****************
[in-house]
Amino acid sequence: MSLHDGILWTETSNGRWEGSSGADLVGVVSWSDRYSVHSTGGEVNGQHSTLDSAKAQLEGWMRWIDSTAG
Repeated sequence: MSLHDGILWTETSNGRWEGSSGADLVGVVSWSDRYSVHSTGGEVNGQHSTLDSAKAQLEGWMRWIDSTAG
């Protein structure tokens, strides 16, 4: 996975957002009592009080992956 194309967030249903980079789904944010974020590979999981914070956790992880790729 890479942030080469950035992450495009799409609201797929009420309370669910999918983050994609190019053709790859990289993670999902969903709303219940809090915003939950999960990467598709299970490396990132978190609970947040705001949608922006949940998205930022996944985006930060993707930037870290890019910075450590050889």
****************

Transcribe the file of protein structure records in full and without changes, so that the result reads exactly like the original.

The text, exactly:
[in-house]
Amino acid sequence: MSLHDGILWTETSNGRWEGSSGADLVGVVSWSDRYSVHSTGGEVNGQHSTLDSAKAQLEGWMRWIDSTAG
Repeated sequence: MSLHDGILWTETSNGRWEGSSGADLVGVVSWSDRYSVHSTGGEVNGQHSTLDSAKAQLEGWMRWIDSTAG
């Protein structure tokens, strides 16, 4: 996975957002009592009080992956 194309967030249903980079789904944010974020590979999981914070956790992880790729 890479942030080469950035992450495009799409609201797929009420309370669910999918983050994609190019053709790859990289993670999902969903709303219940809090915003939950999960990467598709299970490396990132978190609970947040705001949608922006949940998205930022996944985006930060993707930037870290890019910075450590050889």